Personal Professional Plans

I came upon a set of documents from early in my career recently that I thought might be interesting to young professionals.  I suspect many large organizations give templates or formal process definitions to these sorts of things, but that’s not what caused me to create them.  I decided on my own that a yearly plan of how I hoped to develop would be useful, and so I made these myself.

For a number of years I found a framework my company provided very useful in thinking of the dimensions upon which I could improve, and you’ll see that embedded in these plans.  I used the time to develop them to reflect upon what I had learned from the prior year, and what I hoped to be able to work on in the next.

Doug Kunkel, a mentor, told me one time that although we like to think we are in control of everything about our careers, in fact we might be in control of 50% of the parameters. Opportunities, the economy, health, family demands and other things all impact what we really are able to work on.  So don’t think that by putting down a plan that it will happen if you work hard; and don’t be discouraged if something else happens along the way.

This graphic gives a sense of the framework I used through most of the consulting personal development plans.

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This is my professional plan, developed six months into my career.  I find it interesting that my interest in computer technology was already showing in some aspects of this plan.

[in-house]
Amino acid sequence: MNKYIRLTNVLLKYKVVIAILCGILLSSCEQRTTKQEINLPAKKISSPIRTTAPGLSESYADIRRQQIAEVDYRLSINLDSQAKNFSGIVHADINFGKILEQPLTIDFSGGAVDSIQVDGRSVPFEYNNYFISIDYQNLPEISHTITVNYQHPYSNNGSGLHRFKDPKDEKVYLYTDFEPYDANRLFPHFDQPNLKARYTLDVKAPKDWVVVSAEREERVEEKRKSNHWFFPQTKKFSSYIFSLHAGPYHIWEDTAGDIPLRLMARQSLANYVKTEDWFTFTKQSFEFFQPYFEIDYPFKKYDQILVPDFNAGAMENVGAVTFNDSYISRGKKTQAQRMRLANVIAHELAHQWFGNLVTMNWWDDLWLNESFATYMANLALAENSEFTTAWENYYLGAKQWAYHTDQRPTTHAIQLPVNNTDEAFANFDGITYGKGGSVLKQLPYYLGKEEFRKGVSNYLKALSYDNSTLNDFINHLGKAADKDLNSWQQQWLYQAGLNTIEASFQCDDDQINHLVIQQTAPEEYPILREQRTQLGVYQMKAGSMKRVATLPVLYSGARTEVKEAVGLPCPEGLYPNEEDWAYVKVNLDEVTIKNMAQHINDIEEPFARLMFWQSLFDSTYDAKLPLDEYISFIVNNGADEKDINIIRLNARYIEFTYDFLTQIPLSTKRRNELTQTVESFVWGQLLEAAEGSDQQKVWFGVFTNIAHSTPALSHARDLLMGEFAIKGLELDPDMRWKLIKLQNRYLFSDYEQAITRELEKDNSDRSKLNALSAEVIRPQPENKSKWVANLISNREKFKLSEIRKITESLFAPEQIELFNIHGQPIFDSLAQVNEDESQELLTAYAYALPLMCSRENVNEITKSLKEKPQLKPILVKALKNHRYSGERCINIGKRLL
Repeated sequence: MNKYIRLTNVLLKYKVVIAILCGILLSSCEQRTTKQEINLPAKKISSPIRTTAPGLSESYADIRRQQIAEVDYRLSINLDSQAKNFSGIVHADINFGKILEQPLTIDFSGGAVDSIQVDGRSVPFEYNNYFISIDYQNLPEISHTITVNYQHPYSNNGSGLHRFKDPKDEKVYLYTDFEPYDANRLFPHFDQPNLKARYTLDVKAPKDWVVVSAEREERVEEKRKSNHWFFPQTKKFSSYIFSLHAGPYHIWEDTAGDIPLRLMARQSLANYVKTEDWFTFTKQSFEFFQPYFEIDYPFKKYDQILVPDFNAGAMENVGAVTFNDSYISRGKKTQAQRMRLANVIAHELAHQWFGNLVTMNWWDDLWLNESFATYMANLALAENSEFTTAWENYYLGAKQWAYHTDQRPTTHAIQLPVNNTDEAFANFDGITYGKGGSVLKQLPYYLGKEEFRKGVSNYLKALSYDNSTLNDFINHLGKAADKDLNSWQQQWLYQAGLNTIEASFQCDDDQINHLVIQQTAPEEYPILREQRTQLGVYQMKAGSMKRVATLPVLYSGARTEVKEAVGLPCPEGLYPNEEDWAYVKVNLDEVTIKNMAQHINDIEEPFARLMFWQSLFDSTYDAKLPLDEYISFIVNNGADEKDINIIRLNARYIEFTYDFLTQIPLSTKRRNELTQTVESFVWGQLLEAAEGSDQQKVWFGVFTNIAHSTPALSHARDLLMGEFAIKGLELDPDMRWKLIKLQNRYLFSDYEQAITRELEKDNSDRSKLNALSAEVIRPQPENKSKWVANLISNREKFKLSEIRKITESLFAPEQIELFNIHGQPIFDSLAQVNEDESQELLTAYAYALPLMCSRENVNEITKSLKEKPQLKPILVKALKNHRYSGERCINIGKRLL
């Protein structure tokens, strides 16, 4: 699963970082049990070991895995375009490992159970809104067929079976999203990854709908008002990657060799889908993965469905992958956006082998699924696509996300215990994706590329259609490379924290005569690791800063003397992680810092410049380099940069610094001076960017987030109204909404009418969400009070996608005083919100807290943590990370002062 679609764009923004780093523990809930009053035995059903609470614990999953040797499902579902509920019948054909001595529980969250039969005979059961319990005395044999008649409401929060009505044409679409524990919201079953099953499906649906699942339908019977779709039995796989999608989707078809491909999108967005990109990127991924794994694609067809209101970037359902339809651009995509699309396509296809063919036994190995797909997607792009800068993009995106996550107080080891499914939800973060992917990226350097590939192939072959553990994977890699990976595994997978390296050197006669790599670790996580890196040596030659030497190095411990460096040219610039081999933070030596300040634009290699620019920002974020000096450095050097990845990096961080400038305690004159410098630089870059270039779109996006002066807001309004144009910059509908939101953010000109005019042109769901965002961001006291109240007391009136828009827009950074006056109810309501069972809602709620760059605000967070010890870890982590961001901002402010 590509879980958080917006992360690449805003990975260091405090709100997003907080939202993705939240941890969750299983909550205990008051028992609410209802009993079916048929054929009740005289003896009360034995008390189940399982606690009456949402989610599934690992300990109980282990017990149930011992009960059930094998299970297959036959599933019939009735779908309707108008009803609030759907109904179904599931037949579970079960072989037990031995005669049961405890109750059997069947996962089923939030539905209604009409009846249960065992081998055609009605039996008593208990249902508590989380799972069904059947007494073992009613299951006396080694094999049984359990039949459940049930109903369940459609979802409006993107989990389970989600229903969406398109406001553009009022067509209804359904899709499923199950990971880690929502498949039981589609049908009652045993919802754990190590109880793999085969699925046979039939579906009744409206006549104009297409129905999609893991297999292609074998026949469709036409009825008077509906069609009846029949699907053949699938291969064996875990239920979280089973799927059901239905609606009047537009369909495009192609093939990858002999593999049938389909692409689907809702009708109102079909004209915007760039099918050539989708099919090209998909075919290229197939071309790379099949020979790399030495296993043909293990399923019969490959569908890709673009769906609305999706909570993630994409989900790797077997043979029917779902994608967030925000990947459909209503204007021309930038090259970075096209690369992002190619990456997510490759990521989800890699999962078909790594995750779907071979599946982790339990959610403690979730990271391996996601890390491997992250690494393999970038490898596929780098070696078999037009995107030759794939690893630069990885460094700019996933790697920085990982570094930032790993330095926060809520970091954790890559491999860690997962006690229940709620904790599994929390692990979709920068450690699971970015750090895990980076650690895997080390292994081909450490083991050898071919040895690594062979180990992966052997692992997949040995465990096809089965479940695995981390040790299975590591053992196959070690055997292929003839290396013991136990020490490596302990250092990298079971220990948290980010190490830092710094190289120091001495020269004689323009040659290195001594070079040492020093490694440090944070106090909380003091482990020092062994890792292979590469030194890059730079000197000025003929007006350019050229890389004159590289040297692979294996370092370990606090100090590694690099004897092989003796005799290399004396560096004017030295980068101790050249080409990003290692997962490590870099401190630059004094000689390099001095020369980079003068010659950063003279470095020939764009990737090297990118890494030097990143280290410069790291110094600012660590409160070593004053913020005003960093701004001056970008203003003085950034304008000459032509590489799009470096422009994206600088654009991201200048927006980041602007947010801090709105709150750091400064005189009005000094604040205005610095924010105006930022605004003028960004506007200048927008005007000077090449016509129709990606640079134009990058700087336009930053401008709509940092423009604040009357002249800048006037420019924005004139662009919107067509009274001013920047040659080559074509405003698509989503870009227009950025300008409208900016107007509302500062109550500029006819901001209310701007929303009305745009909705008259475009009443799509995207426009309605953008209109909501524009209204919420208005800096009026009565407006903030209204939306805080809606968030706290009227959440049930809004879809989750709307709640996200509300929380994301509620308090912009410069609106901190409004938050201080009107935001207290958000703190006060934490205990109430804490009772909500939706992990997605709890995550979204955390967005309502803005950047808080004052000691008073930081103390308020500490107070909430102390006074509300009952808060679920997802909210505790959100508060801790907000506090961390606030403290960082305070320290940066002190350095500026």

This is the second year plan and report.


In mid 1992 I transferred into the consulting division.  My next annual plan was quite short, in 1994, with a simple list of tasks I had been involved in through the year, ranking those by category.

Here is the plan, more formal again, in 1995

My plan for 1996 was one page.  No major changes here:

In 1997 I was at a point of major change in my career. It is clear I was ready for something new from this plan, which was perhaps a bit more transparent than some would expect in a business plan, but given the great bosses I had the time, my respect for them, and our shared relationships, was appropriate in getting the issues on the table.

Later in 1997, I developed a single slide that I shared with my boss, as described in this chapter of my book, written more than 10 years after that discussion.

In 1998, my wife agreed to support me in a move to be closer to a major, long term project, in order to reduce the stress I was under with work.  The result is my 1998 is very short.

My 1999 plan starts to become much more professional, and well-rounded.  My understanding of what a business person needs to know and do is clearer.  I think there are elements of what I have done now for the last 20 years represented in this plan.

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